Skip to main content

Add or remove other collections to your search:



Narrow your search by:



Date

Subject

Creator

You've searched: All Collections

  • All fields: Never
(165 results)



Display: 20

    • 33664_19

    • Constitution of Frankland. Sect. 31. That every foreigner, who comes to settle in this State, having first taken an oath of allegiance to the same, may purchase, or, by other just means, acquire, hold, and transfer land or other real estate, and,...
    •  
    • 33664_7

    • Declaration of Rights. That no freeman shall be put to answer any criminal charge but by indictment, presentment, or impeachment. That no freeman shall be convicted of any crime but by the unanimous verdict of a jury of good and lawful men, in open...
    •  
    • 33664_9

    • THE CONSTITUTION OR FORM OF GOVERNMENT Agreed to and resolved by the REPRESENTATIVES of the Freemen of the State of Frankland, elected and chosen for that particular purpose , in Convention assembled, at Greeneville, the 14th of Novem. 1785. This...
    •  
    • Comrade to Freedom

    • This page in Mitchener's POW diary from World War II shows a short poem called "Comrade to Freedom." The poem observes that men who have never been in bondage do not truly understand the joys of freedom.
    • 1944-1945
    • continued

    • Begins with ball preparations and her disapointment of some officers' behavior. Next writes of very strong storms in the night. Finally she writes that Morgans men that are behaving badly, and he is "losing character by the way they go on stealing...
    • 1863 February 8
    • continued

    • Begins with ball preparations and her disapointment of some officers' behavior. Next writes of very strong storms in the night. Finally she writes that Morgans men that are behaving badly, and he is "losing character by the way they go on stealing...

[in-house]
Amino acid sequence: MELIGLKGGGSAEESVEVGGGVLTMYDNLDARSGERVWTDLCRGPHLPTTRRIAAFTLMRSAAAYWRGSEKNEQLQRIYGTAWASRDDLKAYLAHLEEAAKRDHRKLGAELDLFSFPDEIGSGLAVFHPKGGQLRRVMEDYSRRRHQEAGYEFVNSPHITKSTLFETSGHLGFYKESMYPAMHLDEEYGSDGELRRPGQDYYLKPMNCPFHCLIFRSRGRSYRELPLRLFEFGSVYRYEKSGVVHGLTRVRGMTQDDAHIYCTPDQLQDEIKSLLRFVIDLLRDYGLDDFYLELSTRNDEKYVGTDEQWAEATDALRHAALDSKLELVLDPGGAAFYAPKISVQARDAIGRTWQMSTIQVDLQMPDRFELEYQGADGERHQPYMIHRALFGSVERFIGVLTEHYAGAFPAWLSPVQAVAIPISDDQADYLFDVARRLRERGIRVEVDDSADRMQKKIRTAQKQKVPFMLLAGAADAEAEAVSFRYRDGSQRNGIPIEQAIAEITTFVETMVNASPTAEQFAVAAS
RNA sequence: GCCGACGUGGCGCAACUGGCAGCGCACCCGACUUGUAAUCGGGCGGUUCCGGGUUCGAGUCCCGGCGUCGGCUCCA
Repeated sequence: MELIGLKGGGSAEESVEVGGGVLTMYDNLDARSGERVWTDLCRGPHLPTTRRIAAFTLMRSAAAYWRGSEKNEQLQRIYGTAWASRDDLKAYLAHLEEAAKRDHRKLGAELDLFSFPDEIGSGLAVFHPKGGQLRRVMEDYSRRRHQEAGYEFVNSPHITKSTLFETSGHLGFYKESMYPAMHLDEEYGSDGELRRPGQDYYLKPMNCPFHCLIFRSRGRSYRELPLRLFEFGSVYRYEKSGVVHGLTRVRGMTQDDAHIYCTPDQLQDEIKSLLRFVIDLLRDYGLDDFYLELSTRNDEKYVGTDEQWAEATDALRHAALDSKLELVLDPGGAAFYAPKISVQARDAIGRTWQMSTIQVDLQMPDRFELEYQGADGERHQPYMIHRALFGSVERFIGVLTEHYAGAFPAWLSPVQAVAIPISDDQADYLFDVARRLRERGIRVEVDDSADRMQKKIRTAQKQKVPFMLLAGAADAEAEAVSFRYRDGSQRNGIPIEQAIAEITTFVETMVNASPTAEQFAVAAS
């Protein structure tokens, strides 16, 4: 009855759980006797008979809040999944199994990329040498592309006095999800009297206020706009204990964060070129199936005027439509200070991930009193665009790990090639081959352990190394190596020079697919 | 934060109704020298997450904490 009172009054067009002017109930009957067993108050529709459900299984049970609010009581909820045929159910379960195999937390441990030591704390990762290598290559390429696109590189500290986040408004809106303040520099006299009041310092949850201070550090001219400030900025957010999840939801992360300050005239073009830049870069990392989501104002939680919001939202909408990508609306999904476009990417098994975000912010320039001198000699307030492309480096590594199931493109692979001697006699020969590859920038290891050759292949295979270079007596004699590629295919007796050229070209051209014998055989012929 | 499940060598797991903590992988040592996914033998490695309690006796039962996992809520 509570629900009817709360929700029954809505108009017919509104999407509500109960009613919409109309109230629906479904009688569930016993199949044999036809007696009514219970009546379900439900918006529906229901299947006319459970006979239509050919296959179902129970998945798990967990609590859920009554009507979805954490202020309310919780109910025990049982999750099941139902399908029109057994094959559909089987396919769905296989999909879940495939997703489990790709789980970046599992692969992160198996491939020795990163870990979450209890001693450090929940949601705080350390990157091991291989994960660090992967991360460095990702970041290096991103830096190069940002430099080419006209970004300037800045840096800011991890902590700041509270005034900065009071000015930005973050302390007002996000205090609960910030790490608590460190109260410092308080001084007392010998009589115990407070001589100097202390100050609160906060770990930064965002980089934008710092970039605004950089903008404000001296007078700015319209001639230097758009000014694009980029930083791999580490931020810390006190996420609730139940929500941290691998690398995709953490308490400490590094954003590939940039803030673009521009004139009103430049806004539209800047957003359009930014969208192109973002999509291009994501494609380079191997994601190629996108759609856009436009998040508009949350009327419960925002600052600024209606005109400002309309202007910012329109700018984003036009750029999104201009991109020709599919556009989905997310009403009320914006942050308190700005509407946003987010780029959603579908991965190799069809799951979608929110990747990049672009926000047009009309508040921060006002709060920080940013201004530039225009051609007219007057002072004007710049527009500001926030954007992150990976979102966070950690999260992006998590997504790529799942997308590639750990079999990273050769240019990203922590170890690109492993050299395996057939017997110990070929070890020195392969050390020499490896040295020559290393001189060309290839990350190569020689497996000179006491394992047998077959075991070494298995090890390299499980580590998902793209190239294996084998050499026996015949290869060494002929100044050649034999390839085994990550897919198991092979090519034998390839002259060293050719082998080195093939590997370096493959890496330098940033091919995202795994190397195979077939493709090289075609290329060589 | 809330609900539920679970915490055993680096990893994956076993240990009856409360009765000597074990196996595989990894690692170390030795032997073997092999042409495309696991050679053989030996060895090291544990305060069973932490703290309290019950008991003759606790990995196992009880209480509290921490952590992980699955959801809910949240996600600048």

• 1863 February 8
    • continued

    • Begins with ball preparations and her disapointment of some officers' behavior. Next writes of very strong storms in the night. Finally she writes that Morgans men that are behaving badly, and he is "losing character by the way they go on stealing...
    • 1863 February 8
    • continued

    • In this entry Lucy writes of a visit from General Morgan and his wife. Lucy liked Mrs. Morgan although she was not brillant. There was a Ball with meager food and clothes that were reworked.. She writes that events in Vicksburg & Charleston are...
    • 1863 February 15
    • continued

    • In this entry Lucy writes of a visit from General Morgan and his wife. Lucy liked Mrs. Morgan although she was not brillant. There was a Ball with meager food and clothes that were reworked.. She writes that events in Vicksburg & Charleston are...
    • 1863 February 15
    • continued

    • In this entry Lucy writes of a visit from General Morgan and his wife. Lucy liked Mrs. Morgan although she was not brillant. There was a Ball with meager food and clothes that were reworked.. She writes that events in Vicksburg & Charleston are...
    • 1863 February 15
    • continued

    • In the entry Darlin comes back from a visit to town and announces that the Yankees are coming again. The Yankees burned the stables; however, Darlin was able to save about half of one poultry house, by ripping off roofing and planking to stop the...
    • 1863 April 26
    • continued

    • In this entry Lucy Virginia writes of being awoken by men with horses in front of the house. They had come to arrest the Colonel and Mr. Henderson. Lucy further writes of knowing whom to thank for this -- the Unionists of McMinnville. She also...
    • 1863 July 21
    • continued

    • In this long entry Lucy Virginia writes of the terrible looting of the cottages and hotel by the mounatin people. She even compares it to the French Revolution reign of terror on a small scale without the flow of blood.
    • 1863 July 26
    • continued

    • French begins by writing of an inconvenient situation (a boil) which obliged her to lie on her back at all times. She describes Confederate Gen. Wheeler's capture of about 800 Union troops in McMinnville and Wheeler's opening of their commissary...
    • 1863 October 12
    • continued

    • French begins by writing of an inconvenient situation (a boil) which obliged her to lie on her back at all times. She describes Confederate Gen. Wheeler's capture of about 800 Union troops in McMinnville and Wheeler's opening of their commissary...
    • 1863 October 12

QuickView

Display a larger image and more item information when the pointer pauses over a thumbnail
 

Layout options:

Select the collections to add or remove from your search
A
B
C
D
E
F
G
H
I
J
K
L
M
N
O
P
Q
R
S
T
U
V
W
X
Y
Z
 
OK